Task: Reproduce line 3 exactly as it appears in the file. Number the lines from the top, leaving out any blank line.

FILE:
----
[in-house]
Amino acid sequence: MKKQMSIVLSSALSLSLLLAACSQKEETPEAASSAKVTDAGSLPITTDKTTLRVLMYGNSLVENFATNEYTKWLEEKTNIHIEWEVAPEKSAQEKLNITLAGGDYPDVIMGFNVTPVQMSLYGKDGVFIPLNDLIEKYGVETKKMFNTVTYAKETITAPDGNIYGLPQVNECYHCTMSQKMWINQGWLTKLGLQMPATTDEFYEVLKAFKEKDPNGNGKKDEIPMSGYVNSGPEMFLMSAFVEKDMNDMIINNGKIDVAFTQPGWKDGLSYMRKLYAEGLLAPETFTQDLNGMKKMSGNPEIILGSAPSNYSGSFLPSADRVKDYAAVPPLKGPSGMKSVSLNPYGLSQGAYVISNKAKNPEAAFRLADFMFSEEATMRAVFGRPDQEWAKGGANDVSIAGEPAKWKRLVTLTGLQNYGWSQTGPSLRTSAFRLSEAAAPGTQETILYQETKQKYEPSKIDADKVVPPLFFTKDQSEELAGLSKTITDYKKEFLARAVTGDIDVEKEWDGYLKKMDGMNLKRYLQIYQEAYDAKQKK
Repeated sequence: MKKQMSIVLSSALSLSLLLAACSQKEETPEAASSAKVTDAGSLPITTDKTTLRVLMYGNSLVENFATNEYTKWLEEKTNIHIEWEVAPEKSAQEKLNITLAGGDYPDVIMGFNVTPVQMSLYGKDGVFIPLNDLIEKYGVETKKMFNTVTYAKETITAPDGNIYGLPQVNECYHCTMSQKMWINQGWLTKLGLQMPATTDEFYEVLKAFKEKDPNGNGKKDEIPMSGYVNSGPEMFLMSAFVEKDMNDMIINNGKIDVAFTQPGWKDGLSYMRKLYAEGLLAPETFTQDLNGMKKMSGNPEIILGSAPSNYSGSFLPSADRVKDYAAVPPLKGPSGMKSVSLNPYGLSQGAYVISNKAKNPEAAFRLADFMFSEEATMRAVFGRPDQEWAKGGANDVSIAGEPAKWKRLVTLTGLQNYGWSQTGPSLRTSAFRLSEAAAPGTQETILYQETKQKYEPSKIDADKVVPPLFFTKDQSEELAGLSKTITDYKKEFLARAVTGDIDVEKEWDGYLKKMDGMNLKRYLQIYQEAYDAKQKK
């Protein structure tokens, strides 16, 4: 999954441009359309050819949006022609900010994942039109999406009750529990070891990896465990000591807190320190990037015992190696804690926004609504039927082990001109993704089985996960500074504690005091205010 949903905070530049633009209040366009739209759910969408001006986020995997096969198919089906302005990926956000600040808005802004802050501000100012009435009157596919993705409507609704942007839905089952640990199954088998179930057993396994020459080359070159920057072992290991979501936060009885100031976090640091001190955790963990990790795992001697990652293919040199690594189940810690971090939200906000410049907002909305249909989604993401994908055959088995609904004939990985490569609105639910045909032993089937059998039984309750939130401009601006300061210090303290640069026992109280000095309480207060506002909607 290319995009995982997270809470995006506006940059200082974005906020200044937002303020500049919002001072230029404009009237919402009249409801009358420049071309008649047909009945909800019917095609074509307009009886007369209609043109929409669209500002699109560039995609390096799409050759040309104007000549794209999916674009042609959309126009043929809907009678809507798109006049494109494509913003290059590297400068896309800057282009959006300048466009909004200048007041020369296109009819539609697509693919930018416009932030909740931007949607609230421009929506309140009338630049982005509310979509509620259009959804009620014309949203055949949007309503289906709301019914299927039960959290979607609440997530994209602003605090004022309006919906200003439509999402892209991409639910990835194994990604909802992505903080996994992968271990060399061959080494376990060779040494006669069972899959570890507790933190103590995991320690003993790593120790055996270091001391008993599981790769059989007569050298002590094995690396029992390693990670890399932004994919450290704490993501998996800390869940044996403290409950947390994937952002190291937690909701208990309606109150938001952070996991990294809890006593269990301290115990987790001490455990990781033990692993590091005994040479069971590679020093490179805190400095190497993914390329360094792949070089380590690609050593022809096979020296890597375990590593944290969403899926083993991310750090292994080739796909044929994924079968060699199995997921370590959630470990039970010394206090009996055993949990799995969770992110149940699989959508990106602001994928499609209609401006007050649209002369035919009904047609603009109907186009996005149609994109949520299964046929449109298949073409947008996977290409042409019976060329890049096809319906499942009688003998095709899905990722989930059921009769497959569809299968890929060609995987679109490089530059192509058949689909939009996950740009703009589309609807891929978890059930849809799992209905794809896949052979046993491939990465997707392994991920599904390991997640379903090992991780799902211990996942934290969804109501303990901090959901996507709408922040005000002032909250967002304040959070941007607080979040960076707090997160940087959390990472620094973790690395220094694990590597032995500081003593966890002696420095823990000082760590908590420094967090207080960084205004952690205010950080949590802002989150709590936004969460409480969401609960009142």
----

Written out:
Repeated sequence: MKKQMSIVLSSALSLSLLLAACSQKEETPEAASSAKVTDAGSLPITTDKTTLRVLMYGNSLVENFATNEYTKWLEEKTNIHIEWEVAPEKSAQEKLNITLAGGDYPDVIMGFNVTPVQMSLYGKDGVFIPLNDLIEKYGVETKKMFNTVTYAKETITAPDGNIYGLPQVNECYHCTMSQKMWINQGWLTKLGLQMPATTDEFYEVLKAFKEKDPNGNGKKDEIPMSGYVNSGPEMFLMSAFVEKDMNDMIINNGKIDVAFTQPGWKDGLSYMRKLYAEGLLAPETFTQDLNGMKKMSGNPEIILGSAPSNYSGSFLPSADRVKDYAAVPPLKGPSGMKSVSLNPYGLSQGAYVISNKAKNPEAAFRLADFMFSEEATMRAVFGRPDQEWAKGGANDVSIAGEPAKWKRLVTLTGLQNYGWSQTGPSLRTSAFRLSEAAAPGTQETILYQETKQKYEPSKIDADKVVPPLFFTKDQSEELAGLSKTITDYKKEFLARAVTGDIDVEKEWDGYLKKMDGMNLKRYLQIYQEAYDAKQKK